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Hefty fine for payroll errors

Understanding the ramifications of record keeping and pay slip failures
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Hefty fine for payroll errors

Hefty fine for payroll errors

23 September 2019

By Joe Murphy, managing director, Australian Business Lawyers & Advisors
The vulnerable worker changes to the Fair Work Act 2009 in 2017 included a new dimension of liability for employers who are found not to have complied with record keeping and pay slip obligations.
Historically, a large number of employers tend to either rely on their payroll provider or otherwise unsatisfactorily ‘get by’ with records that are either non-existent or non-compliant.
The laws were introduced in an attempt to motivate employers to exercise a greater degree of diligence in their record keeping and pay slip obligations.
The laws introduced in 2017 meant that employers who were found not to have met their record keeping and pay slip obligations, and were unable to provide a reasonable excuse, would need to disprove allegations of underpayment made in court. This is tantamount to a ‘reverse onus’ or a ‘guilty until proven innocent’ approach.
This particular case initially involved an underpayment claim where employees were paid flat rates of pay between $16 and $22 and as a result were underpaid a total of $19,467.24 over a period of almost three months between 6 October, 2017 and 28 December, 2017.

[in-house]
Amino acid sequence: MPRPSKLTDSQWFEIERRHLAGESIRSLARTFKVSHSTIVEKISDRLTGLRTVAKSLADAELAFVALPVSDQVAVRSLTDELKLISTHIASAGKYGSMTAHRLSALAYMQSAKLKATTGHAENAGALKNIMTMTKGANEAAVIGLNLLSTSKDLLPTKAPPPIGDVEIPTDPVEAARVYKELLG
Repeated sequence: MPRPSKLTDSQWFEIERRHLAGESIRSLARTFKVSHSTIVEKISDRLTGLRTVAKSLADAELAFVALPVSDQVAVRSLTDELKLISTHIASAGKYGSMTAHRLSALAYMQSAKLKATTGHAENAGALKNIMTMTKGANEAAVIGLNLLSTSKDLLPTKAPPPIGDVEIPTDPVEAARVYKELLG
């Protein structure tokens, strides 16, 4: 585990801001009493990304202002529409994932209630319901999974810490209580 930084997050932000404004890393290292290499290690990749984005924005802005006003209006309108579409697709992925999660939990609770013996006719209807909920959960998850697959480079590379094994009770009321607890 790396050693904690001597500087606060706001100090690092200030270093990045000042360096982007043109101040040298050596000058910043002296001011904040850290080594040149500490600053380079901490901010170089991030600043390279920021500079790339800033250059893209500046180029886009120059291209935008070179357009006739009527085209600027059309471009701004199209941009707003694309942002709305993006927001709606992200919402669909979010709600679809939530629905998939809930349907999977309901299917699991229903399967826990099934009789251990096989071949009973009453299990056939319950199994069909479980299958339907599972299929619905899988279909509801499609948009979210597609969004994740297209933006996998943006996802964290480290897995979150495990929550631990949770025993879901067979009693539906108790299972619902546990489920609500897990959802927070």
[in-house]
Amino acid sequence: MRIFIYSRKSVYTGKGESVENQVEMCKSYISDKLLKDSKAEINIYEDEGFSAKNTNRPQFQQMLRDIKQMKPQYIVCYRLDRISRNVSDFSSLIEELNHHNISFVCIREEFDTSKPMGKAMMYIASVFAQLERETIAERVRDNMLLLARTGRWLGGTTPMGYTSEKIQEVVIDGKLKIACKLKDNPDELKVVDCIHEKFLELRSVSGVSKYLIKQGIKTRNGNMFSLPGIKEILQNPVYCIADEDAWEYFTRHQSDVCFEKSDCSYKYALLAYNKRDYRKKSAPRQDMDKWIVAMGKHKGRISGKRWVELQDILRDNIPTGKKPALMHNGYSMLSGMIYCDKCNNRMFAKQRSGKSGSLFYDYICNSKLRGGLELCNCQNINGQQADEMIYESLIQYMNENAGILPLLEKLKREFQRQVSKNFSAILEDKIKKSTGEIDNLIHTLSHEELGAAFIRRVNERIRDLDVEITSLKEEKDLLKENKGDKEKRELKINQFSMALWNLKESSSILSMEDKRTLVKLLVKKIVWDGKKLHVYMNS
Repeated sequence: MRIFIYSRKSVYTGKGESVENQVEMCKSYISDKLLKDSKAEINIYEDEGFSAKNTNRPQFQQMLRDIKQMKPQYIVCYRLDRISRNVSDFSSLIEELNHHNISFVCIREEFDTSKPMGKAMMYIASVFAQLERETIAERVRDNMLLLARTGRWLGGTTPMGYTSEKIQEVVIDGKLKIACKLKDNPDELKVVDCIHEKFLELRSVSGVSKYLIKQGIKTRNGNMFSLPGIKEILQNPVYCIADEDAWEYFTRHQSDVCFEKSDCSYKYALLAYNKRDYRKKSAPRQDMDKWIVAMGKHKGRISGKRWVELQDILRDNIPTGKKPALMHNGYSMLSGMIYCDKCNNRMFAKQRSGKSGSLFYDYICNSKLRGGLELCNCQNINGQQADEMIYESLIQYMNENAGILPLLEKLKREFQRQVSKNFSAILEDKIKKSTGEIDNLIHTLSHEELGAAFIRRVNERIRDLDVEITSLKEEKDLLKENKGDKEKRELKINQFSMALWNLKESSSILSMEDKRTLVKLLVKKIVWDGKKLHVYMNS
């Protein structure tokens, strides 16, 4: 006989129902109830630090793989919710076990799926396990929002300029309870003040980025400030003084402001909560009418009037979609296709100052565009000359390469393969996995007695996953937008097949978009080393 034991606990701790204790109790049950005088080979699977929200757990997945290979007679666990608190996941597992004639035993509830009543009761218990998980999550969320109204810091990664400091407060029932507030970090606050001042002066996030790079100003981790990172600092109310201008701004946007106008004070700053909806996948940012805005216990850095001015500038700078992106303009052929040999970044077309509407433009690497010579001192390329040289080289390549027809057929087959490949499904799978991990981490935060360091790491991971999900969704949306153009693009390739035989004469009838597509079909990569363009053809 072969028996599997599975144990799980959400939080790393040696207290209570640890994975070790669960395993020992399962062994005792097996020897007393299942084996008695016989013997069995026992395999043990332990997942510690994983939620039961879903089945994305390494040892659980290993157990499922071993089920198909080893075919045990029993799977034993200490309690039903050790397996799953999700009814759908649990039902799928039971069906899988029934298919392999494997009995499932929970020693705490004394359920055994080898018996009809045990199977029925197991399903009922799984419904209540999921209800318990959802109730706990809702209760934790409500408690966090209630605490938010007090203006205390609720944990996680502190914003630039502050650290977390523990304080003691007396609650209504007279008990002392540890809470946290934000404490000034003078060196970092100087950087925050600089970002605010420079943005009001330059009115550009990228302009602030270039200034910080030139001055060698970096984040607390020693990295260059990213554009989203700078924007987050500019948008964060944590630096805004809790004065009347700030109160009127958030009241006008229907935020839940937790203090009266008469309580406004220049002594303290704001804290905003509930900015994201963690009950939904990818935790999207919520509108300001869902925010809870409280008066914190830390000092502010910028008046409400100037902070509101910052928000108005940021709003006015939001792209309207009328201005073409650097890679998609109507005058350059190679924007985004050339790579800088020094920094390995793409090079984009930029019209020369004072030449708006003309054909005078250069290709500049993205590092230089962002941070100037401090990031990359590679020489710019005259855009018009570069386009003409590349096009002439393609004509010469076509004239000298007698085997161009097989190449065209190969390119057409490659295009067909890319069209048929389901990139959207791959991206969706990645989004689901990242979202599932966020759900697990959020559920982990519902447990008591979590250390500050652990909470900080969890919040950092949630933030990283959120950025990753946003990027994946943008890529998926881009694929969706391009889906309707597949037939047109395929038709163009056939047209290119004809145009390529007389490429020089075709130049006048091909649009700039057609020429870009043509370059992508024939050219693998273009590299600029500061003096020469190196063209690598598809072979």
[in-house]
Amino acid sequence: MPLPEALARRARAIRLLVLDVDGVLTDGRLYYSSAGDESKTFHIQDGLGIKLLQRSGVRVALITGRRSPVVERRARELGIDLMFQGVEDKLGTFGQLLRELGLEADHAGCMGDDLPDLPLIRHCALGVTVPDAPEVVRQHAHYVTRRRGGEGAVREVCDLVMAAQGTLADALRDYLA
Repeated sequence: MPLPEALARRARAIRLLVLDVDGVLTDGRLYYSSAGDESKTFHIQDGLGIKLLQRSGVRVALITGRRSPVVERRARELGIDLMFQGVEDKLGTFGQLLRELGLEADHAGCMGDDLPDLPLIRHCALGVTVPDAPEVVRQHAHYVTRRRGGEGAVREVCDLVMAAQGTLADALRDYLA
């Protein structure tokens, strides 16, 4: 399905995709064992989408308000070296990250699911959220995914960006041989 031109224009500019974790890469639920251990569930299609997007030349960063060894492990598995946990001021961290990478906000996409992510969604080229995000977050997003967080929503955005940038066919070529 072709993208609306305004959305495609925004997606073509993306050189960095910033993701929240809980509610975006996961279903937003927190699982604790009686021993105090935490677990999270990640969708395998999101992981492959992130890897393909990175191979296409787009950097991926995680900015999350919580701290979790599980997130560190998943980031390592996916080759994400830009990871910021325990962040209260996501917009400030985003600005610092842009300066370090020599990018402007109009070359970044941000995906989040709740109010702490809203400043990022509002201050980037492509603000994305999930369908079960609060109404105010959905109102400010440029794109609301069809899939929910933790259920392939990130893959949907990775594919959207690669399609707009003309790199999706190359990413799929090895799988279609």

The court accepted the underpayment was not deliberate and noted that the business was a small business. However, the court also noted that the established view of the courts is that the size of the business is not relevant to the need for employers to respect the obligations to ensure employees are paid in accordance with the law.
The Federal Circuit Court’s focus was on penalties after the employer rectified the claimed underpayment within 10 days of receiving a letter from the Fair Work Ombudsman alleging the underpayment.

Employees 'disempowered'

A major focus of the case was the employer’s failure to keep any employee records nor provide any pay slips to the employees.

The ramifications of record keeping and pay slip failures were noted to include that employees are unable to understand the basis for the payment they are receiving and employers are unable to keep track of basic details such as start dates, hours worked and rates of pay.

The court also noted that ‘without proper pay slips employees are significantly disempowered, creating a structure within which breaches of the industrial laws can be easily perpetrated’.
The potential maximum penalties in the matter for all parties (employer and directors) amounted to $793,800.  However, the court applied a ‘discount’ on the basis of cooperation (25%), rectification of underpayments (25%) and a further court imposed discount of 25%, with a total of 75% discount applied.
The resulting penalties were as follows:
  • $108,082.50 for the employing company
  • $10,631.25 for the second respondent
  • $3543.75 for the third respondent
  • $3543.75 for the fourth respondent

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